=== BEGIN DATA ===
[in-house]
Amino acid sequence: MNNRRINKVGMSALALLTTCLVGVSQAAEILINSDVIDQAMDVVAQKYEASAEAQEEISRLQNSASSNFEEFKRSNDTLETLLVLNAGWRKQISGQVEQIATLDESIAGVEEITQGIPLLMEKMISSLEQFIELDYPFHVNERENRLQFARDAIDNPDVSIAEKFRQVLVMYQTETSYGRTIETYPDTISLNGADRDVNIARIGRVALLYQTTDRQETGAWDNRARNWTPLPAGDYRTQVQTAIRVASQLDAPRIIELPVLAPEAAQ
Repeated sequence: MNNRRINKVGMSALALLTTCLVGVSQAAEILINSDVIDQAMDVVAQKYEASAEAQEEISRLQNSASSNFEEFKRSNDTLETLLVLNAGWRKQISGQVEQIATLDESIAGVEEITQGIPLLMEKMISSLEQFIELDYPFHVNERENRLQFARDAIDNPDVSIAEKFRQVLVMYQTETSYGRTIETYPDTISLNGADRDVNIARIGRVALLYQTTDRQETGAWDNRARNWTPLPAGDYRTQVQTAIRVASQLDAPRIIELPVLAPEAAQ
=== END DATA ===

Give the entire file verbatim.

[in-house]
Amino acid sequence: MNNRRINKVGMSALALLTTCLVGVSQAAEILINSDVIDQAMDVVAQKYEASAEAQEEISRLQNSASSNFEEFKRSNDTLETLLVLNAGWRKQISGQVEQIATLDESIAGVEEITQGIPLLMEKMISSLEQFIELDYPFHVNERENRLQFARDAIDNPDVSIAEKFRQVLVMYQTETSYGRTIETYPDTISLNGADRDVNIARIGRVALLYQTTDRQETGAWDNRARNWTPLPAGDYRTQVQTAIRVASQLDAPRIIELPVLAPEAAQ
Repeated sequence: MNNRRINKVGMSALALLTTCLVGVSQAAEILINSDVIDQAMDVVAQKYEASAEAQEEISRLQNSASSNFEEFKRSNDTLETLLVLNAGWRKQISGQVEQIATLDESIAGVEEITQGIPLLMEKMISSLEQFIELDYPFHVNERENRLQFARDAIDNPDVSIAEKFRQVLVMYQTETSYGRTIETYPDTISLNGADRDVNIARIGRVALLYQTTDRQETGAWDNRARNWTPLPAGDYRTQVQTAIRVASQLDAPRIIELPVLAPEAAQ